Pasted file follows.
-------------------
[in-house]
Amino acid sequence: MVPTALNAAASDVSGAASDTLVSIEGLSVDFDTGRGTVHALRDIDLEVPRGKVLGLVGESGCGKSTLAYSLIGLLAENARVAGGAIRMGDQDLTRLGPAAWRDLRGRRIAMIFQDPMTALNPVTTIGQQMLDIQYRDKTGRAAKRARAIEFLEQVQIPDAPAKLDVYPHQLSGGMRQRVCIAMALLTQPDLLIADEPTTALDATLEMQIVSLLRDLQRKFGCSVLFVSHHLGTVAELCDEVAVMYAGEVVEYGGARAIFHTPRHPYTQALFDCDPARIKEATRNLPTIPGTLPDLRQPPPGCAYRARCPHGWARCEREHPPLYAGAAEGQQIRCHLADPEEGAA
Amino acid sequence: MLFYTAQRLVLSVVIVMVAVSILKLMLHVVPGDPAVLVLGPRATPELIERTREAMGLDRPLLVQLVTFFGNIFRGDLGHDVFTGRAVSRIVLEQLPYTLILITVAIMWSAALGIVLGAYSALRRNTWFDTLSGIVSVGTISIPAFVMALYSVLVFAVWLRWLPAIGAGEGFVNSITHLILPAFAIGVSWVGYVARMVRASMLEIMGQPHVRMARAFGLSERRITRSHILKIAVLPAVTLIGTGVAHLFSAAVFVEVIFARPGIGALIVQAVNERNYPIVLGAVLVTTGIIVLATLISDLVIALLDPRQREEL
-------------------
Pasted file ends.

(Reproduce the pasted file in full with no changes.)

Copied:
[in-house]
Amino acid sequence: MVPTALNAAASDVSGAASDTLVSIEGLSVDFDTGRGTVHALRDIDLEVPRGKVLGLVGESGCGKSTLAYSLIGLLAENARVAGGAIRMGDQDLTRLGPAAWRDLRGRRIAMIFQDPMTALNPVTTIGQQMLDIQYRDKTGRAAKRARAIEFLEQVQIPDAPAKLDVYPHQLSGGMRQRVCIAMALLTQPDLLIADEPTTALDATLEMQIVSLLRDLQRKFGCSVLFVSHHLGTVAELCDEVAVMYAGEVVEYGGARAIFHTPRHPYTQALFDCDPARIKEATRNLPTIPGTLPDLRQPPPGCAYRARCPHGWARCEREHPPLYAGAAEGQQIRCHLADPEEGAA
Amino acid sequence: MLFYTAQRLVLSVVIVMVAVSILKLMLHVVPGDPAVLVLGPRATPELIERTREAMGLDRPLLVQLVTFFGNIFRGDLGHDVFTGRAVSRIVLEQLPYTLILITVAIMWSAALGIVLGAYSALRRNTWFDTLSGIVSVGTISIPAFVMALYSVLVFAVWLRWLPAIGAGEGFVNSITHLILPAFAIGVSWVGYVARMVRASMLEIMGQPHVRMARAFGLSERRITRSHILKIAVLPAVTLIGTGVAHLFSAAVFVEVIFARPGIGALIVQAVNERNYPIVLGAVLVTTGIIVLATLISDLVIALLDPRQREEL